Post-autopsy photographs of Lee show scrapes on his elbows, knees, face and back. Attorney Christopher Edwards, who represents Copes and LCS, says that Lee was "mad and angry and trying to run."

Warden C.M. Lensipg insists that "he [Lee] mutilated himself...I think what happened was a big misunderstanding."

However, Nunnery points out that the injuries on Lee's back are not consistent with self-mutilation.

"I expected him to do his time and come out," said his grieving mother. "Not to be murdered and sent out in a body bag."

Meanwhile, Maggie Dupre and Bethani Benjudah were fired from SLCC in September 2003 after they filed complaints of sexual harassment and intimidation against their superiors. The two women join Fonda Autin, Sandra Whittington, Carla T. Zeno and Laurie Ardoin who have similar charges against ranking officers at various LCS facilities.

Dupre, a nurse at SLCC, filed charges of battery against Capt. Ray Rider after he poured a bottle of water down her chest. Rider was placed on a three-day suspension and required to watch a sensitivity tape. Before she was fired, Dupre told reporters of the Louisiana Daily World, "He's back now and he's making my life a living hell. He basically told me he can do whatever he wants."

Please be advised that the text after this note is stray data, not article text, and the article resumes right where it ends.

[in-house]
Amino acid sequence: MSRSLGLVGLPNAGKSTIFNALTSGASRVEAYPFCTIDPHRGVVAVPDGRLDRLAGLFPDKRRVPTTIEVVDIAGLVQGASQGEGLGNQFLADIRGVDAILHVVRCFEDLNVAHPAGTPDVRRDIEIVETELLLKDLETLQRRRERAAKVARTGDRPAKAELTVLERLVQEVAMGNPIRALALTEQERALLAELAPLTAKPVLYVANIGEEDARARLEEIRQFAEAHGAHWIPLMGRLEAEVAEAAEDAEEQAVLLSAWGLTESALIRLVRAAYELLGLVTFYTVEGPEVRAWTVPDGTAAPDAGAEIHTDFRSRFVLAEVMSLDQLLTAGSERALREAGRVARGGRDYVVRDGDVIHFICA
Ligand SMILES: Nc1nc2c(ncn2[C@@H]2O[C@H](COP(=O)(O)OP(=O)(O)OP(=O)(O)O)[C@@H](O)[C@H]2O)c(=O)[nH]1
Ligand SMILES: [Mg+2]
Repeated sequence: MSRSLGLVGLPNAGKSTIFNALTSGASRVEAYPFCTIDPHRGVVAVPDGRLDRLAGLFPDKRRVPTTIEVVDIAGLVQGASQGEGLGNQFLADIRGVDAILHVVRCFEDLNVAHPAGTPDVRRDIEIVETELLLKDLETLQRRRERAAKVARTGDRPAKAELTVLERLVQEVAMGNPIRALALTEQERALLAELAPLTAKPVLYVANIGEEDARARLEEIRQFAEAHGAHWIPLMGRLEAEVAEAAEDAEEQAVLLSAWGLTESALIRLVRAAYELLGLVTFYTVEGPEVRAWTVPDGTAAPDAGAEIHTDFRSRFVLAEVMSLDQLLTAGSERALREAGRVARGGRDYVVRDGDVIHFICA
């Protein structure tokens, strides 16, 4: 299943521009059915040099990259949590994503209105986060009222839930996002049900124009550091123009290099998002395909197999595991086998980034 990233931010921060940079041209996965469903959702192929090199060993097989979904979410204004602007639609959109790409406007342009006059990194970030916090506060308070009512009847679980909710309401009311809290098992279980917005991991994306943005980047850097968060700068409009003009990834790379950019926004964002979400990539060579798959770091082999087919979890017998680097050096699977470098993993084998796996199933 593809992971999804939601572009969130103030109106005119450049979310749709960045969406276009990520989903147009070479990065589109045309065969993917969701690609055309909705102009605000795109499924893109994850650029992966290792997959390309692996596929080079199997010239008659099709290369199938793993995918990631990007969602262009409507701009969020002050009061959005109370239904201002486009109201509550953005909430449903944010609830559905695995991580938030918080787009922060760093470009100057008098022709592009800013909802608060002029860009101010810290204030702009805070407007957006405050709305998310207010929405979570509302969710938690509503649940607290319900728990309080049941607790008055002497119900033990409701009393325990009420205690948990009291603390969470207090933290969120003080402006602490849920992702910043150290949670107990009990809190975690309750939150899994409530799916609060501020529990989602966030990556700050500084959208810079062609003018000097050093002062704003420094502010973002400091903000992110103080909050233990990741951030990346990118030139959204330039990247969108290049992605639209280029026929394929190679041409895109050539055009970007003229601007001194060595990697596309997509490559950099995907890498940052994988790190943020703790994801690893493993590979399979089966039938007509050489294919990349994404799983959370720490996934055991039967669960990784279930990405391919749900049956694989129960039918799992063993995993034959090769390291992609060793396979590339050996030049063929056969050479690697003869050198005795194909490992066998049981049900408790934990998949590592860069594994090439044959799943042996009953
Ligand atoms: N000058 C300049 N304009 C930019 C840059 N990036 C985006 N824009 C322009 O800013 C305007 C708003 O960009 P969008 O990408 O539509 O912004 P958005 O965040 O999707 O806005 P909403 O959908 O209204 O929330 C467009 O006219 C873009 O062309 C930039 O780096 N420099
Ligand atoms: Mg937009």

Autin filed a formal complaint after being groped by a ranking male guard. "I couldn't make him leave," she said. "He has rank over me. I could still feel his hands on me five hours later. I feel safer around the prisoners than the guards."

Autin claims that her complaints have gone unanswered by management. All of the women have filed with the Equal Employment Opportunity Commission, a necessary step before they can file formal suit.

Attorney Bruce Rosa represents four of the six women. Rosa says, "It seems starting with Warden (Gary) Copes on down there is a disregard toward enforcing the sexual harassment laws. I now have four cases naming three different officers. You have to blame management. One complaint is a campfire four is a bonfire. The problem is clearly at the top."

Elsewhere, on June 16, 2003, an LCS employee was booked into Evangeline Parish Jail, accused of having sexual relations with a female prisoner. Todd Daniel Arnold, a guard at Pine Prairie Correctional Center (PPCC), is charged with malfeasance in office which carries a sentence of up to ten years.

Two years ago PPCC warden Michael J. Savant received a six-month jail term and three years probation for the same charge after being found guilty of extorting sexual favors from family members of prisoners.